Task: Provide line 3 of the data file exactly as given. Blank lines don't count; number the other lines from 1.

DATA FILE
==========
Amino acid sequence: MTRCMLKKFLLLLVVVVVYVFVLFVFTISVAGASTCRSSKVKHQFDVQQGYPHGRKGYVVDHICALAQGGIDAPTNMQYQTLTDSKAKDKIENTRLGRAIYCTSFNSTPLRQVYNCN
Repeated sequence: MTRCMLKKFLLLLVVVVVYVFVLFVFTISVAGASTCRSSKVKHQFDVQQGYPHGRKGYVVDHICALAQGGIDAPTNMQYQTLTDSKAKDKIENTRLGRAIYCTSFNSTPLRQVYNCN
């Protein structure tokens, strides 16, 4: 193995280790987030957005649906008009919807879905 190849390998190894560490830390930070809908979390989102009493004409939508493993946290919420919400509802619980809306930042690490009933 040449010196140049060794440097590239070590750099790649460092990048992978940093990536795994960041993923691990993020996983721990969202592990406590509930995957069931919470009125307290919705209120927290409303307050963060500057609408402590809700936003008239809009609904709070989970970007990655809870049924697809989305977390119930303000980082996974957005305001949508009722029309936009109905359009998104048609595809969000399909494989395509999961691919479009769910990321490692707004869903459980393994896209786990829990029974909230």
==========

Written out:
């Protein structure tokens, strides 16, 4: 193995280790987030957005649906008009919807879905 190849390998190894560490830390930070809908979390989102009493004409939508493993946290919420919400509802619980809306930042690490009933 040449010196140049060794440097590239070590750099790649460092990048992978940093990536795994960041993923691990993020996983721990969202592990406590509930995957069931919470009125307290919705209120927290409303307050963060500057609408402590809700936003008239809009609904709070989970970007990655809870049924697809989305977390119930303000980082996974957005305001949508009722029309936009109905359009998104048609595809969000399909494989395509999961691919479009769910990321490692707004869903459980393994896209786990829990029974909230």